Villing & Company

Announcer Gaffes Cause Surface Tension

Imagine the frustration execs at Microsoft must be feeling after their massive 5-year, $400 million deal for the Surface to be the "official tablet of the NFL" resulted in their product incorrectly being referred to as an iPad by television announcers in two separate incidents during opening weekend. You can bet the phone was ringing early the next day at ESPN and FOX as officials from Redmond scurried to set the record straight.

However, I wouldn't feel too sorry for Microsoft. Given the broad scope of their agreement with the NFL, what transpired Week 1 is tantamount to a "three and out" on an offense’s first series of the game. In fact, you could conceivably look at it as a positive. Think of the thousands of consumers like myself who had no idea the Surface was even aligned with the NFL until being made aware of the announcer gaffe through various news reports. Plus, it’s paved the way for a make up call, so to speak, as the two networks will undoubtedly go out of their way to give the Surface a little extra air time during NFL broadcasts in the coming weeks. If they’re smart, and we know they are, Microsoft should also use this as an opportunity to further introduce themselves to all networks and on-air announcers, making sure the broadcasters are well aware of this relationship with the NFL.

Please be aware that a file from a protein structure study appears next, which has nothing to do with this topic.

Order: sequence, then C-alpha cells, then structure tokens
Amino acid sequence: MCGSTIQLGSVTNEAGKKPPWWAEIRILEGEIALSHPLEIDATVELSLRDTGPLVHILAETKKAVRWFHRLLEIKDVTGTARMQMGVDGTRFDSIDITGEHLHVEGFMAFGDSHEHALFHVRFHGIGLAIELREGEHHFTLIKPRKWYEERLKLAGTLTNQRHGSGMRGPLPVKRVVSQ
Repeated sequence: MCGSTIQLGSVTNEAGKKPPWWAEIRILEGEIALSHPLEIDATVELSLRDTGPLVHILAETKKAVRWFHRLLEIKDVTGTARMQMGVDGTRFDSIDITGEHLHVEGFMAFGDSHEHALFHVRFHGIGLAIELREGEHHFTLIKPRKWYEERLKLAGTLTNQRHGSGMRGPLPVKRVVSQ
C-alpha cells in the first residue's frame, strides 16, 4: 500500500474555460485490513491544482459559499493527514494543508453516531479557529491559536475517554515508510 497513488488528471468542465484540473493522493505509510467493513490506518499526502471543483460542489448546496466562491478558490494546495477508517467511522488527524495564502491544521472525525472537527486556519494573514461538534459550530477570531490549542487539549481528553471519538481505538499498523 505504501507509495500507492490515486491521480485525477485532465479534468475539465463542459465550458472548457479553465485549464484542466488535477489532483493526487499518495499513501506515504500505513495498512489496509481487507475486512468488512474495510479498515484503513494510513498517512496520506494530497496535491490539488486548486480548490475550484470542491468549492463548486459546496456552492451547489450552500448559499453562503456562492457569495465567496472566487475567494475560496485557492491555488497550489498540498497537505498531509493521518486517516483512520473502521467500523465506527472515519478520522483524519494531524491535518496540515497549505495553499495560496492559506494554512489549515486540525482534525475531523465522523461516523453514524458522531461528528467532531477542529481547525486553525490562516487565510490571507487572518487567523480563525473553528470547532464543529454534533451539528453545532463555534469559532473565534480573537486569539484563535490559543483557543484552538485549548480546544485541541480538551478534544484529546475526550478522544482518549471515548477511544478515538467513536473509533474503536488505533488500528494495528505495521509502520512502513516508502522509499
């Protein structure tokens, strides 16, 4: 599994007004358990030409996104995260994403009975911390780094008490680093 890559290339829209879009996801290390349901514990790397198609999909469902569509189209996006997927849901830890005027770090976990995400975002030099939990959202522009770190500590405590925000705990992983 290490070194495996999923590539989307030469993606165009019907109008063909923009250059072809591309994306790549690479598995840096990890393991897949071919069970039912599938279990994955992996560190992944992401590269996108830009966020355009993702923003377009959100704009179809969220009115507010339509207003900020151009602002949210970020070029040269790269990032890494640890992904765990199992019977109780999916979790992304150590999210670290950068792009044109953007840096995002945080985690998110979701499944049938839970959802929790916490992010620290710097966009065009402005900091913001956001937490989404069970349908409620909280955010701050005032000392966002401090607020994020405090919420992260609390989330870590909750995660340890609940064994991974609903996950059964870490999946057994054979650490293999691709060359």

But, even so, I’m sure there will be the occasional slip up in the future. It can't be avoided. The iPad earned the distinction of being the de facto brand reference for a tablet by being the first significant player in the field. Much like "Kleenex" or "Band-Aid", once such a brand connection has been established in the minds of the consumer, it is hard to reverse. However, Microsoft need look no further than the smart phone industry to see that, in terms of sales and market share, things can turn around relatively quickly. Indeed, although the iPhone is still the dominant brand, many major competitors are taking a bite out of Apple's market share.

If anything, these honest errors by earnest announcers should only reinforce to Microsoft exactly why they made such a huge commitment to the NFL in the first place. Stemming the tide of a juggernaut like the iPad takes time ... and a ton of exposure and awareness. And with their 5-year arrangement with the NFL only beginning, there’s still a lot of game yet to be played.

Filed Under: branding

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